How is that supposed to happen? Even for Jevons markets are the wrong answer. He would agree that the rich get clean air, water, oil and health care, and the rest of us don’t. Let’s put this to the test. California is experiencing a horrible drought. In response, business interests are busy sucking up the ground water and using it for agriculture and for fracking. If nothing changes we can expect an Easter Island outcome, and it won’t matter which is the main cause, as Gaius Publius explains at Digby. Do you really want decisions about the future of California made by markets in water, as this guy at Forbes wants from his home in Portugal or his armchair theorists in the comment section?

We already have a method for organizing ourselves other than the market. It’s called government. The theory was was that the majority of voters would run government, but the “marketplace of ideas” has been overwhelmed by huge piles of money devoted to obfuscation and lies and clutter that makes it impossible to think rationally, and power is controlled by the people we want government to control. But when it comes to planning for a future, government is the only way non-rich people can play a part in deciding whether or how to prevent the disasters staring us in the face, including water vultures.

18 replies
    • Ed Walker says:

      The theory of the firm has nothing to do with the neoliberal economics as taught to the average citizen. It’s easy to imagine government as a firm, and that would never work to redistribute wealth and power to the chosen ones.

      On the other hand, there is some hope that some economists will start looking at these ideas more seriously. Here’s Brad DeLong on the proper size of the Federal Government, suggesting that government can do many things more more efficiently than the private sector.

        • TarheelDem says:

          Say more about what your disagreement with Ed Walker is.

          I think it is correct to say that most college economics students are not exposed much to Coase or Williamson or North unless these three have been ushered into more recent editions of standard texts. And even then, they can be read from a neoliberal perspective.

          It is likely controversial to look at government from the perspective of Coase’s analysis of firms or to look at the substantial transaction costs borne by the government in maintaining markets. Even the earliest markets were subsidized by some political body. Today, the government subsidizes the enforcement of contracts, attempts to protect the integrity of some markets from chicanery, statistical analyis critical to market research and utilization and other services. Those are often given only perfunctory cost/benefit analyses.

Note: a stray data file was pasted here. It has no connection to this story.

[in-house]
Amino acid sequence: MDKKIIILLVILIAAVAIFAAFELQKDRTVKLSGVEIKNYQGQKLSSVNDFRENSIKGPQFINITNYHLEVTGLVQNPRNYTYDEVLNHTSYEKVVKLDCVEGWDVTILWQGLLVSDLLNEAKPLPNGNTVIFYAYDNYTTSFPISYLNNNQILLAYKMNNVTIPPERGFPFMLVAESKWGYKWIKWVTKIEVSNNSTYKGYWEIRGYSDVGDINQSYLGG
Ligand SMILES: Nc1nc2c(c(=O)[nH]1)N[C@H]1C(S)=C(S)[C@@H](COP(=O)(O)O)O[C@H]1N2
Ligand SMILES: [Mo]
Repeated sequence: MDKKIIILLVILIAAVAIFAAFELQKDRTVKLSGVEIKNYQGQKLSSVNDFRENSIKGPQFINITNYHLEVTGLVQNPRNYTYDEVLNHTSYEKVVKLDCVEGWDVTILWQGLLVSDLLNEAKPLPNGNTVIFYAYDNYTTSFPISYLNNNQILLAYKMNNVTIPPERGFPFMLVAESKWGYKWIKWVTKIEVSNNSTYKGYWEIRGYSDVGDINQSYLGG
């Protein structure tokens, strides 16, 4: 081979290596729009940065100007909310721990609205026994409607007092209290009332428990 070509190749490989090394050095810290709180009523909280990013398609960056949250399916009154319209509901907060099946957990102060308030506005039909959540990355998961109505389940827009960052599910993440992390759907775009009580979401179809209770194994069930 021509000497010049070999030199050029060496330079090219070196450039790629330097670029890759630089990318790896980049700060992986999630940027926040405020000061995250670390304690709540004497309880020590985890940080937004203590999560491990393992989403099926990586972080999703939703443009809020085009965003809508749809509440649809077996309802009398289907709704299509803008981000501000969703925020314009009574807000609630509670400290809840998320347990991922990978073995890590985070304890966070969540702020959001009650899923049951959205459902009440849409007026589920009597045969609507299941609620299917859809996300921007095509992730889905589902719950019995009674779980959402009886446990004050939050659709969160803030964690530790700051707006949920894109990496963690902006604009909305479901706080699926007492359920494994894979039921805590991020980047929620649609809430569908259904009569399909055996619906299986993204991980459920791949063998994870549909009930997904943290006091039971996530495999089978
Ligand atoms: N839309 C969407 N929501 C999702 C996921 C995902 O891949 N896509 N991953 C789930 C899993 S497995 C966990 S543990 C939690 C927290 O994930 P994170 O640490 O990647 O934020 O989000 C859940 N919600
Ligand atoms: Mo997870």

But the biggest problem with cost/benefit analysis is there is not a solid methodology for actually doing post-performance cost/benefit analyses devoid of observer bias. And to be fair, corporations should be required to do the existential form of cost/benefit analysis that they are always demanding of government programs to discover the transaction costs of internal corruption, self-dealing, tax avoidance, and other gimmicks of management.

        • Ed Walker says:

          I’ll get to Coase soon enough. And let me try to make this clear. These posts are aimed at neoliberal economics, the kind you will hear if you ask the average person to talk about how the economy works. As I have said repeatedly in the preceding posts, there are some pockets of sanity in academic economics, mostly those oriented towards description and counting. For an example of how neoliberals responded to the plain fact that their policy pronouncements led to the Great Crash, see this from Gary Becker. Coase is no better.

          • Alan says:

            “… there are some pockets of sanity in academic economics… ”

            By academic economics I assume you mean the economics practiced in economics departments. Economics is also exists in other disciplines, such as anthropology. There is not much communication between the two. Economics the discipline can afford to ignore anthropology, which is a pity as a little ethnography would cure a lot of the nonsense economists spout.

  1. TarheelDem says:

    The implication is that the role of government is to support and protect the operations of markets, and little else.

    Respective of ideology, government roles in markets are remarkably unchanged except for the identification of who benefits. And that depends on who is financing the decision-makers in the government. This assertion is an strategic ploy designed to get the incumbents to voluntarily give up power. It’s function is much like the call for term limits.

    Once in power, none of the advocates for a minimal role in markets actually deliver.

    Which is to the good. Because markets evolve to the most powerful players, who use collaboration outside of the market space and sometimes predatory tactics within the market space to eliminate competition.

    There has been a lot of analysis and reflection on the development of markets for new commodities that show the dumb luck advantage of one among several early providers, which advantage compounds over time until the maturity of the commodity, at which point substitute commodities arise.